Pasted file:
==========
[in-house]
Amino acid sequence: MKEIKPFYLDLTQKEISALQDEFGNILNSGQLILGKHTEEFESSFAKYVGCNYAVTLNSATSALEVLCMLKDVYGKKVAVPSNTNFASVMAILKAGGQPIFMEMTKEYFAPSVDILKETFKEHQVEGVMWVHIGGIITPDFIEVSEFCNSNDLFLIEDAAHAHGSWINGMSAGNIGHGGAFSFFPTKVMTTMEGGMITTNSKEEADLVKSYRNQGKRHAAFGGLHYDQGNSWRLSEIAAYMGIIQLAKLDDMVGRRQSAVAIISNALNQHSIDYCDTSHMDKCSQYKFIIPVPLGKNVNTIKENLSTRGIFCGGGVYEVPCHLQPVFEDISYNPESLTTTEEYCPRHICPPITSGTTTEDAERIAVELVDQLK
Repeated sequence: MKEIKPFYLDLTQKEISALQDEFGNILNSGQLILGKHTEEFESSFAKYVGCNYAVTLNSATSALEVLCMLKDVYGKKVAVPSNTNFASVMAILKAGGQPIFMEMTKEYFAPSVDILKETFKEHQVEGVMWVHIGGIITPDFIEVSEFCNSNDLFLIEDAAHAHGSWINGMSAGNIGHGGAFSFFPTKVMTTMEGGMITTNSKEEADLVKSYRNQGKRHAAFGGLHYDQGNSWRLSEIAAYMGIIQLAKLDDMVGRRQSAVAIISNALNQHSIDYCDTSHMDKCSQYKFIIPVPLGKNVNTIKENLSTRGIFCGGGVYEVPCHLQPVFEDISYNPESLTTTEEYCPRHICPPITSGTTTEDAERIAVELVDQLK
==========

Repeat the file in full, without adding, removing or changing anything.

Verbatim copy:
[in-house]
Amino acid sequence: MKEIKPFYLDLTQKEISALQDEFGNILNSGQLILGKHTEEFESSFAKYVGCNYAVTLNSATSALEVLCMLKDVYGKKVAVPSNTNFASVMAILKAGGQPIFMEMTKEYFAPSVDILKETFKEHQVEGVMWVHIGGIITPDFIEVSEFCNSNDLFLIEDAAHAHGSWINGMSAGNIGHGGAFSFFPTKVMTTMEGGMITTNSKEEADLVKSYRNQGKRHAAFGGLHYDQGNSWRLSEIAAYMGIIQLAKLDDMVGRRQSAVAIISNALNQHSIDYCDTSHMDKCSQYKFIIPVPLGKNVNTIKENLSTRGIFCGGGVYEVPCHLQPVFEDISYNPESLTTTEEYCPRHICPPITSGTTTEDAERIAVELVDQLK
Repeated sequence: MKEIKPFYLDLTQKEISALQDEFGNILNSGQLILGKHTEEFESSFAKYVGCNYAVTLNSATSALEVLCMLKDVYGKKVAVPSNTNFASVMAILKAGGQPIFMEMTKEYFAPSVDILKETFKEHQVEGVMWVHIGGIITPDFIEVSEFCNSNDLFLIEDAAHAHGSWINGMSAGNIGHGGAFSFFPTKVMTTMEGGMITTNSKEEADLVKSYRNQGKRHAAFGGLHYDQGNSWRLSEIAAYMGIIQLAKLDDMVGRRQSAVAIISNALNQHSIDYCDTSHMDKCSQYKFIIPVPLGKNVNTIKENLSTRGIFCGGGVYEVPCHLQPVFEDISYNPESLTTTEEYCPRHICPPITSGTTTEDAERIAVELVDQLK